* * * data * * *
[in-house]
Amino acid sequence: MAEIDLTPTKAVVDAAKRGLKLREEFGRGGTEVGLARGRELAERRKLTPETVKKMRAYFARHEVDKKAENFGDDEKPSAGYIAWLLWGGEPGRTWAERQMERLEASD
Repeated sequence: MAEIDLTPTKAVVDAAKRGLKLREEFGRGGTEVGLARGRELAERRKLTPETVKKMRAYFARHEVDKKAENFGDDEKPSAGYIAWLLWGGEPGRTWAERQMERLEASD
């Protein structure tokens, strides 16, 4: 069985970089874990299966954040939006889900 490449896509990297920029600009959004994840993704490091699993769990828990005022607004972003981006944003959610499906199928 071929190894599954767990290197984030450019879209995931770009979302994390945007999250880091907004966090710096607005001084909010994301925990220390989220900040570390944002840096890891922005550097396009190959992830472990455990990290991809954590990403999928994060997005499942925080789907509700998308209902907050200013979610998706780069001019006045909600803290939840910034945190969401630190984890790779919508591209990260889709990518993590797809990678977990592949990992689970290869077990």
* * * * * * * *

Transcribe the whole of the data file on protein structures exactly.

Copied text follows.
[in-house]
Amino acid sequence: MAEIDLTPTKAVVDAAKRGLKLREEFGRGGTEVGLARGRELAERRKLTPETVKKMRAYFARHEVDKKAENFGDDEKPSAGYIAWLLWGGEPGRTWAERQMERLEASD
Repeated sequence: MAEIDLTPTKAVVDAAKRGLKLREEFGRGGTEVGLARGRELAERRKLTPETVKKMRAYFARHEVDKKAENFGDDEKPSAGYIAWLLWGGEPGRTWAERQMERLEASD
């Protein structure tokens, strides 16, 4: 069985970089874990299966954040939006889900 490449896509990297920029600009959004994840993704490091699993769990828990005022607004972003981006944003959610499906199928 071929190894599954767990290197984030450019879209995931770009979302994390945007999250880091907004966090710096607005001084909010994301925990220390989220900040570390944002840096890891922005550097396009190959992830472990455990990290991809954590990403999928994060997005499942925080789907509700998308209902907050200013979610998706780069001019006045909600803290939840910034945190969401630190984890790779919508591209990260889709990518993590797809990678977990592949990992689970290869077990």